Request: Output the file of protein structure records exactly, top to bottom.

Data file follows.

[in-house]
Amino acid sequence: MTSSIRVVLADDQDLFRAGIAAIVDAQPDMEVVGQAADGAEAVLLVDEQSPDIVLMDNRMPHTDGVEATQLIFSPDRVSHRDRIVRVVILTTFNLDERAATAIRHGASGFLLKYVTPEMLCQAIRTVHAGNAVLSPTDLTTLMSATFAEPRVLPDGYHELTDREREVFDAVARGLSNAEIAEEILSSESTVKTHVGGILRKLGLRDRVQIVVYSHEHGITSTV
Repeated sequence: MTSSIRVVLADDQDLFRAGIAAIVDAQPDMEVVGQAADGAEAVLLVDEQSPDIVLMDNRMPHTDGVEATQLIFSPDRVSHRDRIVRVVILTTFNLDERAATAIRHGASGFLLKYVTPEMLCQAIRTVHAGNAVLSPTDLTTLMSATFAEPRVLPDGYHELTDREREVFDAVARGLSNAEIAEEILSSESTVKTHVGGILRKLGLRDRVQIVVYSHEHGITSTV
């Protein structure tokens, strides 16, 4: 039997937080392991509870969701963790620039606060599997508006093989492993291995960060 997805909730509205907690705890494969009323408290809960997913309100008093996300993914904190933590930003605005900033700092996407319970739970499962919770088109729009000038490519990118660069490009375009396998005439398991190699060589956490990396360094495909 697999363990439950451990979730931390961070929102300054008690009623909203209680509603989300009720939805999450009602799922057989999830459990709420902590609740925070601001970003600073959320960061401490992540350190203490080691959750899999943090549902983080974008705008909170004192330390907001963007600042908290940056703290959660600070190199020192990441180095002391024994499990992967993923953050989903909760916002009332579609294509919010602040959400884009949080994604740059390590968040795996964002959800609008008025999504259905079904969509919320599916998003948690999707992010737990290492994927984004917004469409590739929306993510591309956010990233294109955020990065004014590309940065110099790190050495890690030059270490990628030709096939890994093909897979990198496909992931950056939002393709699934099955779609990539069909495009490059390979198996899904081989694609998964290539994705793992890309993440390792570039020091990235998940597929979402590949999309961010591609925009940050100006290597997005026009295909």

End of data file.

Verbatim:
[in-house]
Amino acid sequence: MTSSIRVVLADDQDLFRAGIAAIVDAQPDMEVVGQAADGAEAVLLVDEQSPDIVLMDNRMPHTDGVEATQLIFSPDRVSHRDRIVRVVILTTFNLDERAATAIRHGASGFLLKYVTPEMLCQAIRTVHAGNAVLSPTDLTTLMSATFAEPRVLPDGYHELTDREREVFDAVARGLSNAEIAEEILSSESTVKTHVGGILRKLGLRDRVQIVVYSHEHGITSTV
Repeated sequence: MTSSIRVVLADDQDLFRAGIAAIVDAQPDMEVVGQAADGAEAVLLVDEQSPDIVLMDNRMPHTDGVEATQLIFSPDRVSHRDRIVRVVILTTFNLDERAATAIRHGASGFLLKYVTPEMLCQAIRTVHAGNAVLSPTDLTTLMSATFAEPRVLPDGYHELTDREREVFDAVARGLSNAEIAEEILSSESTVKTHVGGILRKLGLRDRVQIVVYSHEHGITSTV
């Protein structure tokens, strides 16, 4: 039997937080392991509870969701963790620039606060599997508006093989492993291995960060 997805909730509205907690705890494969009323408290809960997913309100008093996300993914904190933590930003605005900033700092996407319970739970499962919770088109729009000038490519990118660069490009375009396998005439398991190699060589956490990396360094495909 697999363990439950451990979730931390961070929102300054008690009623909203209680509603989300009720939805999450009602799922057989999830459990709420902590609740925070601001970003600073959320960061401490992540350190203490080691959750899999943090549902983080974008705008909170004192330390907001963007600042908290940056703290959660600070190199020192990441180095002391024994499990992967993923953050989903909760916002009332579609294509919010602040959400884009949080994604740059390590968040795996964002959800609008008025999504259905079904969509919320599916998003948690999707992010737990290492994927984004917004469409590739929306993510591309956010990233294109955020990065004014590309940065110099790190050495890690030059270490990628030709096939890994093909897979990198496909992931950056939002393709699934099955779609990539069909495009490059390979198996899904081989694609998964290539994705793992890309993440390792570039020091990235998940597929979402590949999309961010591609925009940050100006290597997005026009295909």